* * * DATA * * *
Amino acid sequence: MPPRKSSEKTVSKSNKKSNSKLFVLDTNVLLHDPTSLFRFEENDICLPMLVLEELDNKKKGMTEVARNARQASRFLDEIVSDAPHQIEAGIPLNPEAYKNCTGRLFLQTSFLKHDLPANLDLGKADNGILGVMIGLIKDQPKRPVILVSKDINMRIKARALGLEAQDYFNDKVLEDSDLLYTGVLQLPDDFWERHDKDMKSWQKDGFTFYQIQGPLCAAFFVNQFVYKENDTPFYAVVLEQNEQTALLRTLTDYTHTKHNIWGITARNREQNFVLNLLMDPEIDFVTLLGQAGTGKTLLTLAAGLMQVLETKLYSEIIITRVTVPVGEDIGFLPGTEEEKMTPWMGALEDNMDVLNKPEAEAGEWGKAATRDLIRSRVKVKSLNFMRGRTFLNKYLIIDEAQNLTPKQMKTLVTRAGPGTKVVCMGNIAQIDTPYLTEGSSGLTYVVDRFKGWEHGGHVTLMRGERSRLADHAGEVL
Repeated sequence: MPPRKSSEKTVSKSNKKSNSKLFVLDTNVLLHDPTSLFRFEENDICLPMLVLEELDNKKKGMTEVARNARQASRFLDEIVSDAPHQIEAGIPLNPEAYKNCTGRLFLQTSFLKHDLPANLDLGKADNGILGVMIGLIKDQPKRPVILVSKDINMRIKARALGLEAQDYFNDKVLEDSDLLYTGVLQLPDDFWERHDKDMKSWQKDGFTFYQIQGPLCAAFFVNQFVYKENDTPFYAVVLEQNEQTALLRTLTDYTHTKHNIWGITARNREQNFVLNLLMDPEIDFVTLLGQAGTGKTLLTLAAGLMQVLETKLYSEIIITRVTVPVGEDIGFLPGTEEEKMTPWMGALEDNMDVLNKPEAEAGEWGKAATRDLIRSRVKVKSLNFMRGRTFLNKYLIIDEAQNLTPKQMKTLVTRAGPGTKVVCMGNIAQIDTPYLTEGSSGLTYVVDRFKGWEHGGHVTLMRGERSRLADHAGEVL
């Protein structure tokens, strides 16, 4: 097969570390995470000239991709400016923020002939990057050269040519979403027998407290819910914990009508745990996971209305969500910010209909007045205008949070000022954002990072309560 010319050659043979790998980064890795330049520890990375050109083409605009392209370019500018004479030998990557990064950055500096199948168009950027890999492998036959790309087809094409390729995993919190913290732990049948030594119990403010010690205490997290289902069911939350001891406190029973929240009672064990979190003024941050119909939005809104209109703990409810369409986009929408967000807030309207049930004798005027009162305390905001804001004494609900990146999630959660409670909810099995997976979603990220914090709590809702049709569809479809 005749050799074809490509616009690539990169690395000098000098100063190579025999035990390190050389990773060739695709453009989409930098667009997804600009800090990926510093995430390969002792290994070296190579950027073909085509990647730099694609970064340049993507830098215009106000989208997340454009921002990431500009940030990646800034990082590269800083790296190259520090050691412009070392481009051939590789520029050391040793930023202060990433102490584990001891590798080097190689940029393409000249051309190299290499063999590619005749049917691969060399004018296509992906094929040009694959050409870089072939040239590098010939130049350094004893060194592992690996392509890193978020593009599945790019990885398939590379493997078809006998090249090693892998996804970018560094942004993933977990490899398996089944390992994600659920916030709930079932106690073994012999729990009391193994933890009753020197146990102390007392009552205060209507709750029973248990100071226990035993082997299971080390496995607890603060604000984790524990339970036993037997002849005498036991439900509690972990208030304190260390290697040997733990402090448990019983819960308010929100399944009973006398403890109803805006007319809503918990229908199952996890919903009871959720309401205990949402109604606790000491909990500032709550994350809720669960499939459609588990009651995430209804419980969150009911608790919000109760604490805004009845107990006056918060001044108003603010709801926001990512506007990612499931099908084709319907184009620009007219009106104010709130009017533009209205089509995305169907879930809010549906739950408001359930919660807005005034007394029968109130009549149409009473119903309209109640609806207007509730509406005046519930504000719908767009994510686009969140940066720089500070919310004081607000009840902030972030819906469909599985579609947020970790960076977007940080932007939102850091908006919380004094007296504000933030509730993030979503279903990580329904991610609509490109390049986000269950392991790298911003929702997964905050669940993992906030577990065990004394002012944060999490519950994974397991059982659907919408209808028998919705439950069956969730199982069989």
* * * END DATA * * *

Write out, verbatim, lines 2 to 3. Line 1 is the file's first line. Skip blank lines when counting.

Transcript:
Repeated sequence: MPPRKSSEKTVSKSNKKSNSKLFVLDTNVLLHDPTSLFRFEENDICLPMLVLEELDNKKKGMTEVARNARQASRFLDEIVSDAPHQIEAGIPLNPEAYKNCTGRLFLQTSFLKHDLPANLDLGKADNGILGVMIGLIKDQPKRPVILVSKDINMRIKARALGLEAQDYFNDKVLEDSDLLYTGVLQLPDDFWERHDKDMKSWQKDGFTFYQIQGPLCAAFFVNQFVYKENDTPFYAVVLEQNEQTALLRTLTDYTHTKHNIWGITARNREQNFVLNLLMDPEIDFVTLLGQAGTGKTLLTLAAGLMQVLETKLYSEIIITRVTVPVGEDIGFLPGTEEEKMTPWMGALEDNMDVLNKPEAEAGEWGKAATRDLIRSRVKVKSLNFMRGRTFLNKYLIIDEAQNLTPKQMKTLVTRAGPGTKVVCMGNIAQIDTPYLTEGSSGLTYVVDRFKGWEHGGHVTLMRGERSRLADHAGEVL
């Protein structure tokens, strides 16, 4: 097969570390995470000239991709400016923020002939990057050269040519979403027998407290819910914990009508745990996971209305969500910010209909007045205008949070000022954002990072309560 010319050659043979790998980064890795330049520890990375050109083409605009392209370019500018004479030998990557990064950055500096199948168009950027890999492998036959790309087809094409390729995993919190913290732990049948030594119990403010010690205490997290289902069911939350001891406190029973929240009672064990979190003024941050119909939005809104209109703990409810369409986009929408967000807030309207049930004798005027009162305390905001804001004494609900990146999630959660409670909810099995997976979603990220914090709590809702049709569809479809 005749050799074809490509616009690539990169690395000098000098100063190579025999035990390190050389990773060739695709453009989409930098667009997804600009800090990926510093995430390969002792290994070296190579950027073909085509990647730099694609970064340049993507830098215009106000989208997340454009921002990431500009940030990646800034990082590269800083790296190259520090050691412009070392481009051939590789520029050391040793930023202060990433102490584990001891590798080097190689940029393409000249051309190299290499063999590619005749049917691969060399004018296509992906094929040009694959050409870089072939040239590098010939130049350094004893060194592992690996392509890193978020593009599945790019990885398939590379493997078809006998090249090693892998996804970018560094942004993933977990490899398996089944390992994600659920916030709930079932106690073994012999729990009391193994933890009753020197146990102390007392009552205060209507709750029973248990100071226990035993082997299971080390496995607890603060604000984790524990339970036993037997002849005498036991439900509690972990208030304190260390290697040997733990402090448990019983819960308010929100399944009973006398403890109803805006007319809503918990229908199952996890919903009871959720309401205990949402109604606790000491909990500032709550994350809720669960499939459609588990009651995430209804419980969150009911608790919000109760604490805004009845107990006056918060001044108003603010709801926001990512506007990612499931099908084709319907184009620009007219009106104010709130009017533009209205089509995305169907879930809010549906739950408001359930919660807005005034007394029968109130009549149409009473119903309209109640609806207007509730509406005046519930504000719908767009994510686009969140940066720089500070919310004081607000009840902030972030819906469909599985579609947020970790960076977007940080932007939102850091908006919380004094007296504000933030509730993030979503279903990580329904991610609509490109390049986000269950392991790298911003929702997964905050669940993992906030577990065990004394002012944060999490519950994974397991059982659907919408209808028998919705439950069956969730199982069989």